India is especially against pyramid schemes, and for good reason. The system is set in place to discourage members from engaging with the product or service. It is not necessarily providing anything to the community and the culture as a whole. It is not healthy to the economy, and is always destined to deconstruct at some point.
But direct sales and marketing always seems to compete against the pyramid scheme distinction. A direct sales company works with products and services and not membership fees. This distinction has led many people to label Qnet, a major direct sales company, as just another large pyramid scheme.
It is this claim that has made their success in India problematic, to say the least. A number of high profile arrests has further muddied the problem. Amway’s India Managing Director has arrested in 2013 for claims that he and his company were duping members in their MLM pyramid scheme.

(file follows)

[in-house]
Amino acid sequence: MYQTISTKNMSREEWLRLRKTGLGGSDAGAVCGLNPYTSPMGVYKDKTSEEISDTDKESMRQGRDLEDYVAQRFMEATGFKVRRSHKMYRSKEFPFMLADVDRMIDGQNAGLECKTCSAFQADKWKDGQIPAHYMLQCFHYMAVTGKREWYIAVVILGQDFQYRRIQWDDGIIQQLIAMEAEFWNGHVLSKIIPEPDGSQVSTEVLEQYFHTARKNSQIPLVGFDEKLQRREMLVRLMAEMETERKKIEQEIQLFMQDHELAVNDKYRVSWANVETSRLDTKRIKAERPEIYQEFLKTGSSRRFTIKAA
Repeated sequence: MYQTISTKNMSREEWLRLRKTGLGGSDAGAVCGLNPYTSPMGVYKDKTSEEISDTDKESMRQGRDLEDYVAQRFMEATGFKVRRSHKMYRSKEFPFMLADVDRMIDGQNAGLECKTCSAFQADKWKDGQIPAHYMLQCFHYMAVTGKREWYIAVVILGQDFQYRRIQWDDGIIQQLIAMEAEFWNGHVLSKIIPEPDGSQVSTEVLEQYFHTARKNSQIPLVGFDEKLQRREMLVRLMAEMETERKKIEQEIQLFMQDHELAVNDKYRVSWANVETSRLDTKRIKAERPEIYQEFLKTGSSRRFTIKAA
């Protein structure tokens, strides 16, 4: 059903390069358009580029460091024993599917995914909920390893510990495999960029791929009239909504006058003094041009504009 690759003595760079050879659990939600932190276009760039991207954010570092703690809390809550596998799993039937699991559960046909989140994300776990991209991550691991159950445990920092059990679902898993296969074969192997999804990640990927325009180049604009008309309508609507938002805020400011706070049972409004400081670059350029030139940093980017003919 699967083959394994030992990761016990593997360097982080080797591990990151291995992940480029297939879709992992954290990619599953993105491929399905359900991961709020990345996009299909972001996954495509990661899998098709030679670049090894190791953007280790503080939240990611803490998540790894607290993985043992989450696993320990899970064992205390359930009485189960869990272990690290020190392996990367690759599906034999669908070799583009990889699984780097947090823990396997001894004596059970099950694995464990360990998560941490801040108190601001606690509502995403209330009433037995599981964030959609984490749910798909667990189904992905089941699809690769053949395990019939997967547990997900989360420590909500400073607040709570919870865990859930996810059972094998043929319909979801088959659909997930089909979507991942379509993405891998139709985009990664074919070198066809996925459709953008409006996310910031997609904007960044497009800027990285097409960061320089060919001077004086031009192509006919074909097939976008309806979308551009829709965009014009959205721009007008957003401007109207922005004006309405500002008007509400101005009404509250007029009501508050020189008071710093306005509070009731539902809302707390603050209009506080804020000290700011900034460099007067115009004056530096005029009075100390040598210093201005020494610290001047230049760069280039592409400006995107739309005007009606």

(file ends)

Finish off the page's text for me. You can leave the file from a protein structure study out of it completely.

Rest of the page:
The company was founded in 1998 in Hong Kong, but they have had their sights on India for some time. India is already a well known bastion of opportunity. Many citizens are just now beginning to acquire and accumulate modest wealth (very modest). But they are enterining into a middle ground between unabashed poverty and luxury. This has allowed for an open window where new luxury-oriented goods could potentially take hold in the Indian marketplace.
Qnet merges these two big ideas and constructs. Firstly, hey are an MLM marketing company, which is a unique take on traditional sales. They are combating against the anti-ideologies that look at MLM companies as glorified scam artists. Secondly, they work in the area of popular consumer goods. The products thwey offer are not inherently related to survival- they are not needs. But due to the economic climate of India shifting, there is a whole new demand for goods that are not basic needs, but still affordable.
But the door is still wide open in companies such as Qnet entering the new and unexplored India and truly providing something at a grand and powerful scale.